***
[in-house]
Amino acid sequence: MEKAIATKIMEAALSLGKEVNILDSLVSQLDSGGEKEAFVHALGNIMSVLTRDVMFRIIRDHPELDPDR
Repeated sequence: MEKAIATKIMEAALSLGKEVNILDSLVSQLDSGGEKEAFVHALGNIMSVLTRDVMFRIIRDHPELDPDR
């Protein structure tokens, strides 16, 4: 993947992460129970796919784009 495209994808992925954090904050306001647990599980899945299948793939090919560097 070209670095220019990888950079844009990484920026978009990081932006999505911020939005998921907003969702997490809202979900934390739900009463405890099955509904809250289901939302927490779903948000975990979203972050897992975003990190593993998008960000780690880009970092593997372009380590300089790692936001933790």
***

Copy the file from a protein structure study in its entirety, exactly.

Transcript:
[in-house]
Amino acid sequence: MEKAIATKIMEAALSLGKEVNILDSLVSQLDSGGEKEAFVHALGNIMSVLTRDVMFRIIRDHPELDPDR
Repeated sequence: MEKAIATKIMEAALSLGKEVNILDSLVSQLDSGGEKEAFVHALGNIMSVLTRDVMFRIIRDHPELDPDR
């Protein structure tokens, strides 16, 4: 993947992460129970796919784009 495209994808992925954090904050306001647990599980899945299948793939090919560097 070209670095220019990888950079844009990484920026978009990081932006999505911020939005998921907003969702997490809202979900934390739900009463405890099955509904809250289901939302927490779903948000975990979203972050897992975003990190593993998008960000780690880009970092593997372009380590300089790692936001933790």